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Wednesday, August 08, 2012

Sparrows Point Purchased For $72 million By Liquidator

Sparrows Point
Hilco Trading LLC, based in Illinois, a liquidation firm, won the bidding for Sparrows Point, offering $72 million for the Baltimore County steel mill — less than a tenth of what the complex sold for just four years earlier.  — and realizing the worst fears of its roughly 2,000 employees.

The local United Steelworkers union and its 2,000 members at the plant had hoped for a steelmaker would buy and restart the mill, idled after owner RG Steel filed for bankruptcy in May. But no steelmaking companies showed up to bid at the Tuesday afternoon auction in New York.  Bethlehem Steel filed for bankruptcy protection in 2001. Sparrows Point has had four owners since then.

Hilco Trading LLC, based in Illinois, dismantles closed industrial sites, sells off retail inventory and recently auctioned off equipment from bankrupt solar panel firm Solyndra.

Sparrows Point was one of Baltimore County's largest employers before the mass layoff, but it was far leaner in recent years than it was at its height under Bethlehem Steel. Together, the company's mill and shipbuilding complex in Sparrows Point employed about 30,000 people during World War II, producing hundreds of ships.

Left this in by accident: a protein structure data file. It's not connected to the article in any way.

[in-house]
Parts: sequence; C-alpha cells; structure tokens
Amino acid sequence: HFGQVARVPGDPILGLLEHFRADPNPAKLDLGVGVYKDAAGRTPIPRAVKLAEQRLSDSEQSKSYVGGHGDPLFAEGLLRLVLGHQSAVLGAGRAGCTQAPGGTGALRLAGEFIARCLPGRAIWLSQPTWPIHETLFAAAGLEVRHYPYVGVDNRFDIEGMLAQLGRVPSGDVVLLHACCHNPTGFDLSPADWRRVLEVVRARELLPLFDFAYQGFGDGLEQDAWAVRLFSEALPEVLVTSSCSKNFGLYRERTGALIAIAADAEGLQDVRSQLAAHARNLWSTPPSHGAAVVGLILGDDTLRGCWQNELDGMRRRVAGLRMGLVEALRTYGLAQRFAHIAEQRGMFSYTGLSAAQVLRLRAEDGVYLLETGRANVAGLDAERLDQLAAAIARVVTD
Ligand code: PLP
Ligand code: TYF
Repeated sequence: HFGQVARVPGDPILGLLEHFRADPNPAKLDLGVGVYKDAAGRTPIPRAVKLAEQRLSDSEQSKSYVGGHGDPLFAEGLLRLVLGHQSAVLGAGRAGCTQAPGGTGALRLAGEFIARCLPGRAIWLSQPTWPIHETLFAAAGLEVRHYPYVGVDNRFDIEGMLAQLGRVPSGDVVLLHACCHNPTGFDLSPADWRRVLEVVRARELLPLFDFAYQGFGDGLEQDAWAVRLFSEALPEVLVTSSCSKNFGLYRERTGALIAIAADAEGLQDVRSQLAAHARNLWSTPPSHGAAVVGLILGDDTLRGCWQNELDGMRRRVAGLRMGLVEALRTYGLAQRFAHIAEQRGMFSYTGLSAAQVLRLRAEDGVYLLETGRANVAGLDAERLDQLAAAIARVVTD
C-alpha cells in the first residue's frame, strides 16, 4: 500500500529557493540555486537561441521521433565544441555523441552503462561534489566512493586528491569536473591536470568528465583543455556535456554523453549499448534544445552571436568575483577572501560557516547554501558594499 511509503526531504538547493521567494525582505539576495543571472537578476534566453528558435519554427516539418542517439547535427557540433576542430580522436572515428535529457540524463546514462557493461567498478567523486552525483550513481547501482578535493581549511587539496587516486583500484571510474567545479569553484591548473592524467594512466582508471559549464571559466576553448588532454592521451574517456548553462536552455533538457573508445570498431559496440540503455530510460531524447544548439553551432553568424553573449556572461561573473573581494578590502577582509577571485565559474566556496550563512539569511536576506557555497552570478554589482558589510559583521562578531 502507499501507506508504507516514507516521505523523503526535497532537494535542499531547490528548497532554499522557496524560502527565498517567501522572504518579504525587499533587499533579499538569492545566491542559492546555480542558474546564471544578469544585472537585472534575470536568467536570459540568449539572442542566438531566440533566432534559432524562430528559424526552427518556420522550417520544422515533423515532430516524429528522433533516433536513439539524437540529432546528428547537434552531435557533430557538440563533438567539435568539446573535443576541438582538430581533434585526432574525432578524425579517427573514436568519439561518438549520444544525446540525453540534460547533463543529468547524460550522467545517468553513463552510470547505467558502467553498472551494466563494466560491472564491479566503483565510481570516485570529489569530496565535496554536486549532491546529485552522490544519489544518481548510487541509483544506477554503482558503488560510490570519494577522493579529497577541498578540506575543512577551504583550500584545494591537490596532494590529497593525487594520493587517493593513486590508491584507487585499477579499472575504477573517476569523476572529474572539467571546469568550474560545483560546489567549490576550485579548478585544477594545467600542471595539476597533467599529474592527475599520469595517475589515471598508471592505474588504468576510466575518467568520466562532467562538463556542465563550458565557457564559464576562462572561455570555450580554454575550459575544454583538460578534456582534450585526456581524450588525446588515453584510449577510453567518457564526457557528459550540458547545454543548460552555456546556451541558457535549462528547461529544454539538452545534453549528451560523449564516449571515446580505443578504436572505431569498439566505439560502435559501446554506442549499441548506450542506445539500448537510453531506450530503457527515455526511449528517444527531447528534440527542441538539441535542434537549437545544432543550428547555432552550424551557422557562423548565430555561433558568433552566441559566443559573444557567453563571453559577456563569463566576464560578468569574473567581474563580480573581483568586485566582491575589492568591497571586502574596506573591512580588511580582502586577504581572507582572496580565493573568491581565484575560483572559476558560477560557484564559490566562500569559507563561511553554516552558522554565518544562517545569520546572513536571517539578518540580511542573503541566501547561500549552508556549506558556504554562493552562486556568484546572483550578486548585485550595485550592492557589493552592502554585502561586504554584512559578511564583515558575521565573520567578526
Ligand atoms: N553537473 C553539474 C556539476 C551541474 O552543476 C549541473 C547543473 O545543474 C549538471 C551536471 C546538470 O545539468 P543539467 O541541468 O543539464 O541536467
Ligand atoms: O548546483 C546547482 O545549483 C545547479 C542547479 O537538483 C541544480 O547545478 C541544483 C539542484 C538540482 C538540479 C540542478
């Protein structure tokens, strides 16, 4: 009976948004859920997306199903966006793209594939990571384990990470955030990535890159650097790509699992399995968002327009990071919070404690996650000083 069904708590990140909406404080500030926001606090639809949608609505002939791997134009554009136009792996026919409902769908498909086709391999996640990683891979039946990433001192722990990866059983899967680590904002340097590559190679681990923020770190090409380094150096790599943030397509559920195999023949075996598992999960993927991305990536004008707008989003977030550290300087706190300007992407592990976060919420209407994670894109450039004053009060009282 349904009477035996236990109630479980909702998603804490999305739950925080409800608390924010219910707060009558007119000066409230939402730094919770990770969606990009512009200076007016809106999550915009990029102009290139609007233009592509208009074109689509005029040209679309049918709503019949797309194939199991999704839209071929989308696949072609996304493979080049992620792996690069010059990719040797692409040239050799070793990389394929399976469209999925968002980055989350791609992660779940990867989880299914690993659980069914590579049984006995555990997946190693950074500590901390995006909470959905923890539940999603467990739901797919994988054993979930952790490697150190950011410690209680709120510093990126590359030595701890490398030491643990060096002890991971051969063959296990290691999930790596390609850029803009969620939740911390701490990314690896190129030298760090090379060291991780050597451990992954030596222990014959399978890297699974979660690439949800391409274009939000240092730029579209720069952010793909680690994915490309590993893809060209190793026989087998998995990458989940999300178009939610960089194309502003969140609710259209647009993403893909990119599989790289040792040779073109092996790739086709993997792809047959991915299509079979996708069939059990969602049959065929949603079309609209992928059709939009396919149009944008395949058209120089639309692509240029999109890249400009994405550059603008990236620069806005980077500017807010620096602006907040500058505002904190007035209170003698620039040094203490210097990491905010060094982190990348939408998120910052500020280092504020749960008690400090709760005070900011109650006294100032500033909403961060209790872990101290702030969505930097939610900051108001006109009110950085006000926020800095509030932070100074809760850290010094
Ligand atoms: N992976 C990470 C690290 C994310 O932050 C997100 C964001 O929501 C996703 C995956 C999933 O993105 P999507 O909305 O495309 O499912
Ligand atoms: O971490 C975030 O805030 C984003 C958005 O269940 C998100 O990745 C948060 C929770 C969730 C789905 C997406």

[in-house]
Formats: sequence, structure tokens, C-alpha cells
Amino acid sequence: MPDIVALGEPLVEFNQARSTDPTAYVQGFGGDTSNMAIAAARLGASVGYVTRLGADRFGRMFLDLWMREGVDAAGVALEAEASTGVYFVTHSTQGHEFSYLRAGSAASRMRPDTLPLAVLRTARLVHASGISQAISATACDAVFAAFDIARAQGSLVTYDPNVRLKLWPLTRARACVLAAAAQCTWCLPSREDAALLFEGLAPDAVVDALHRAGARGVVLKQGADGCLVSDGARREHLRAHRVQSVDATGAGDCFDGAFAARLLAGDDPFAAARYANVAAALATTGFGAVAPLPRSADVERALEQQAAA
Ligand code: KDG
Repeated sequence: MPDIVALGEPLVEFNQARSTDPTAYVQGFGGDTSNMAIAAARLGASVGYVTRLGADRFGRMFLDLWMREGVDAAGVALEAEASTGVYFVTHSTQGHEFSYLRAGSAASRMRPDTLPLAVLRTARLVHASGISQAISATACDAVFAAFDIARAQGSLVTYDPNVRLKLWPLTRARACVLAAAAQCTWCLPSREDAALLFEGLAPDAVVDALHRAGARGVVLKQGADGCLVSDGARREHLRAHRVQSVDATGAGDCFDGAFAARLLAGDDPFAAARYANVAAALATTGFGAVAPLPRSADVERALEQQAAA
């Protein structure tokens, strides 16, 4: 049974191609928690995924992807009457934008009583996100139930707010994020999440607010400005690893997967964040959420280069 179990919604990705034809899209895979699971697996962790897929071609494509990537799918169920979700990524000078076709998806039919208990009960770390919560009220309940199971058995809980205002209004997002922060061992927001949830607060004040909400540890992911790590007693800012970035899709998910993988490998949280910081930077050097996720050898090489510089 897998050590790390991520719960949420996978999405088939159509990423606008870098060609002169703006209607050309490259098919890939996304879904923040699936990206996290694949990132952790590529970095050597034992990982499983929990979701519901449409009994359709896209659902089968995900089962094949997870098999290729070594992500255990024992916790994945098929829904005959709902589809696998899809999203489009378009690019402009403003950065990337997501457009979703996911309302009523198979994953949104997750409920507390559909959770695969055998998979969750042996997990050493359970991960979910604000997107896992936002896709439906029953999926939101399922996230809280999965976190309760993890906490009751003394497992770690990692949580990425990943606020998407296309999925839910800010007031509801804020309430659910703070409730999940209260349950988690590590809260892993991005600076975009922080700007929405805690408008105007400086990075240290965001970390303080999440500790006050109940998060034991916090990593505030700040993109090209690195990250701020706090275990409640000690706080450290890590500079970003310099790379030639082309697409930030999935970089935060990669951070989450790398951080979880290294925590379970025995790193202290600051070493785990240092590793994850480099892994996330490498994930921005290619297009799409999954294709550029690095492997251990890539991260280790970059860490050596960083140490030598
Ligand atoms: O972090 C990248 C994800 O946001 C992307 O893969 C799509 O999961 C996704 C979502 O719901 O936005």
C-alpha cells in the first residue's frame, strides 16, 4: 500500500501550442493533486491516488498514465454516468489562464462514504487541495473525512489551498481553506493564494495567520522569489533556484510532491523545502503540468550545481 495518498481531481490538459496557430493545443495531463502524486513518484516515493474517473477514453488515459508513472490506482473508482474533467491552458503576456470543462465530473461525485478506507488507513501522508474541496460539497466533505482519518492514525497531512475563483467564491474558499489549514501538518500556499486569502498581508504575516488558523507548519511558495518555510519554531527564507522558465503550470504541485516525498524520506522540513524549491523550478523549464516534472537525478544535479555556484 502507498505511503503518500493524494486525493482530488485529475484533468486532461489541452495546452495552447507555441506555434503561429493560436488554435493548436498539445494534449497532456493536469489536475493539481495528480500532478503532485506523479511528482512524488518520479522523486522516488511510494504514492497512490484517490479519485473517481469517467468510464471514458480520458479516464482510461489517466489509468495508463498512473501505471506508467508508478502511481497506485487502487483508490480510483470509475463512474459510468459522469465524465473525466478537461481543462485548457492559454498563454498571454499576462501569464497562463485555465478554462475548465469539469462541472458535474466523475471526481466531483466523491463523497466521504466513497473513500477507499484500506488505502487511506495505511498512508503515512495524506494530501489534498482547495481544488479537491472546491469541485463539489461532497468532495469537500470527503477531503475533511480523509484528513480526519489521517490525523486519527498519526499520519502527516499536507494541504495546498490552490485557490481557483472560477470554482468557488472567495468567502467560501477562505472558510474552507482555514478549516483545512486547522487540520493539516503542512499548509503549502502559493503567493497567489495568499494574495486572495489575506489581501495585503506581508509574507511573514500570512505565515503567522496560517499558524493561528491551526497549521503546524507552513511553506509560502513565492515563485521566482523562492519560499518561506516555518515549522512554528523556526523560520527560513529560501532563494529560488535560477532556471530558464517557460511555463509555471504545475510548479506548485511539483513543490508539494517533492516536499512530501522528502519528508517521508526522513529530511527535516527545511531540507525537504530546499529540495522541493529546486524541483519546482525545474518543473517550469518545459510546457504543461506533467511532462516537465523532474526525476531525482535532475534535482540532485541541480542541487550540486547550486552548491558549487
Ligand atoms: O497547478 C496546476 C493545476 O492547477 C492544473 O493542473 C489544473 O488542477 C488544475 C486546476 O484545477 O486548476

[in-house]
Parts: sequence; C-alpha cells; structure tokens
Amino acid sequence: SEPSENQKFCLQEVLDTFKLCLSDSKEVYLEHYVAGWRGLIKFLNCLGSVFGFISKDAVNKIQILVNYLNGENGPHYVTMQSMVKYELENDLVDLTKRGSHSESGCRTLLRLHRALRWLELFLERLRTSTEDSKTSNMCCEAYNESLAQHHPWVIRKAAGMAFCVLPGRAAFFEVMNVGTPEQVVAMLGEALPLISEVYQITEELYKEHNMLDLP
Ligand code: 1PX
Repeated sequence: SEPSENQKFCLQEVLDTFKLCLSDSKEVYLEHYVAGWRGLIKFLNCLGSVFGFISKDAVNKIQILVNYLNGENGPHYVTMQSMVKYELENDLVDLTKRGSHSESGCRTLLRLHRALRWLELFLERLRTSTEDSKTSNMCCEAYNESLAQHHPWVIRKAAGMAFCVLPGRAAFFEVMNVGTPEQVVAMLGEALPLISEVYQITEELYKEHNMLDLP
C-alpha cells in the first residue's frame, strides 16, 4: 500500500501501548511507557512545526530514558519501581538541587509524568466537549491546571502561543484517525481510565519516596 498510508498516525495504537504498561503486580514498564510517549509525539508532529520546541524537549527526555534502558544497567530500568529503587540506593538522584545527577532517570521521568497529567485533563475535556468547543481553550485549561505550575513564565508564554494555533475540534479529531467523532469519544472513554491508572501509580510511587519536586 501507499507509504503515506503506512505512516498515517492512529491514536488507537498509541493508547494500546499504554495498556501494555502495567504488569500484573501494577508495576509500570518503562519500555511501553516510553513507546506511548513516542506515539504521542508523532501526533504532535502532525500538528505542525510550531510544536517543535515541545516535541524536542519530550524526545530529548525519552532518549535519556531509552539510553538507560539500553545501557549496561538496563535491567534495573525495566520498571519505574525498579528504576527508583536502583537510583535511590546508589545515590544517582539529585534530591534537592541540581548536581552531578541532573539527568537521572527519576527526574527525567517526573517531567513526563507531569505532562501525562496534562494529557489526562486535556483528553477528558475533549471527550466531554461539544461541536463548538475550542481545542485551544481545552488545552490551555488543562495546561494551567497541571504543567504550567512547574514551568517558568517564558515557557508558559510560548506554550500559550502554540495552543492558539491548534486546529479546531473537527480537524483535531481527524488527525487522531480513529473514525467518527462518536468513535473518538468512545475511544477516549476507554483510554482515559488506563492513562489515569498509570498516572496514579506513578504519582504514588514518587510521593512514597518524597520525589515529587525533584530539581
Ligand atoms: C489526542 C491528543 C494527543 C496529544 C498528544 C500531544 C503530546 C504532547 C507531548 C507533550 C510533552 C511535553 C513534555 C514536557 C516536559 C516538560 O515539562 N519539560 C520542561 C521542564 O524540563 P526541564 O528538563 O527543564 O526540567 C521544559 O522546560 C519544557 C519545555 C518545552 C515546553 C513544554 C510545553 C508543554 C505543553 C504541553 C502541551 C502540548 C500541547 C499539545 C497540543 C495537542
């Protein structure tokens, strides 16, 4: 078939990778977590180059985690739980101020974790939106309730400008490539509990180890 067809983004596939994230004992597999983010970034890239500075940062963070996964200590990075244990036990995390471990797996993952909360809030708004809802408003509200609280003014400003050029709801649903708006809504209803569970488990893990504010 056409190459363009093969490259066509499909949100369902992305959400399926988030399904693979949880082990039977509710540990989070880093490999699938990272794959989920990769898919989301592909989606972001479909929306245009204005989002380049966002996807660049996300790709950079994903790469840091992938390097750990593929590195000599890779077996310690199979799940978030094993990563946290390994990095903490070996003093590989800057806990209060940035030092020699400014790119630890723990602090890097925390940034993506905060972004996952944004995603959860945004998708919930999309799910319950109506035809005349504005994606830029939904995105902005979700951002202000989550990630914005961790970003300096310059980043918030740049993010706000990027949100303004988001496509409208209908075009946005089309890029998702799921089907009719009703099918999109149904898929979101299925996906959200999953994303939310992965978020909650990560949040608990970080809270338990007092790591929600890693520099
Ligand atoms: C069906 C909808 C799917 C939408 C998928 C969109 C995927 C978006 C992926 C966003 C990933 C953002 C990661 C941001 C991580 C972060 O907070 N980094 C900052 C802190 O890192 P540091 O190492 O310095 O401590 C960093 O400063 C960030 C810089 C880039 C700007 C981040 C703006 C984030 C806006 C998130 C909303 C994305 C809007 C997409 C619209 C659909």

Sparrows Point
RG Steel owes the county nearly $4.6 million in property taxes and sewage charges — the mill was about to go to tax sale when the company filed for bankruptcy protection. The county's attorneys said in court documents Wednesday that the local government would object to any sale that didn't result in prompt repayment of those back taxes.

The mill sits on more than 2,400 acres at a prime location, south of Interstate 695 on a peninsula that juts into the Patapsco River. But the area is far from pristine. More than a century of steel making and finishing operations have resulted in perhaps the most complex environmental cleanup site in the Chesapeake Bay watershed. The U.S. Justice Department said in a court filing last week on behalf of the Environmental Protection Agency that the federal government would object to any buyer without the wherewithal to continue mandated efforts to find and remediate problems. (Baltimore Sun, 8/8/2012)


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